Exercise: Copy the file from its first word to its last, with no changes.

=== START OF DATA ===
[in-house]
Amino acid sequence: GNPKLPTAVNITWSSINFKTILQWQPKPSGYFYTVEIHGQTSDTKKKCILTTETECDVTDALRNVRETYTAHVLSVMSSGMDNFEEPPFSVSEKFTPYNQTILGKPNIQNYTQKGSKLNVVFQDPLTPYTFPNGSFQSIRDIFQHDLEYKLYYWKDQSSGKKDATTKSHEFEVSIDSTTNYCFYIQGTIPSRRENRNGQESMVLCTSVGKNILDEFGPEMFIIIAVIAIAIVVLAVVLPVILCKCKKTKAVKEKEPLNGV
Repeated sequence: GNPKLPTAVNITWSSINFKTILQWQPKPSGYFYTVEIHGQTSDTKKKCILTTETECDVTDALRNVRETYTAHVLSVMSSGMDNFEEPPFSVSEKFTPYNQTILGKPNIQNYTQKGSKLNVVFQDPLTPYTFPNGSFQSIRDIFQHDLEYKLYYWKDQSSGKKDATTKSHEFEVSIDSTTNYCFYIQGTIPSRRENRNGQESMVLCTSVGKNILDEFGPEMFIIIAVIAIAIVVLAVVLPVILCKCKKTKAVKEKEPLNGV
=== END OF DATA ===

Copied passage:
[in-house]
Amino acid sequence: GNPKLPTAVNITWSSINFKTILQWQPKPSGYFYTVEIHGQTSDTKKKCILTTETECDVTDALRNVRETYTAHVLSVMSSGMDNFEEPPFSVSEKFTPYNQTILGKPNIQNYTQKGSKLNVVFQDPLTPYTFPNGSFQSIRDIFQHDLEYKLYYWKDQSSGKKDATTKSHEFEVSIDSTTNYCFYIQGTIPSRRENRNGQESMVLCTSVGKNILDEFGPEMFIIIAVIAIAIVVLAVVLPVILCKCKKTKAVKEKEPLNGV
Repeated sequence: GNPKLPTAVNITWSSINFKTILQWQPKPSGYFYTVEIHGQTSDTKKKCILTTETECDVTDALRNVRETYTAHVLSVMSSGMDNFEEPPFSVSEKFTPYNQTILGKPNIQNYTQKGSKLNVVFQDPLTPYTFPNGSFQSIRDIFQHDLEYKLYYWKDQSSGKKDATTKSHEFEVSIDSTTNYCFYIQGTIPSRRENRNGQESMVLCTSVGKNILDEFGPEMFIIIAVIAIAIVVLAVVLPVILCKCKKTKAVKEKEPLNGV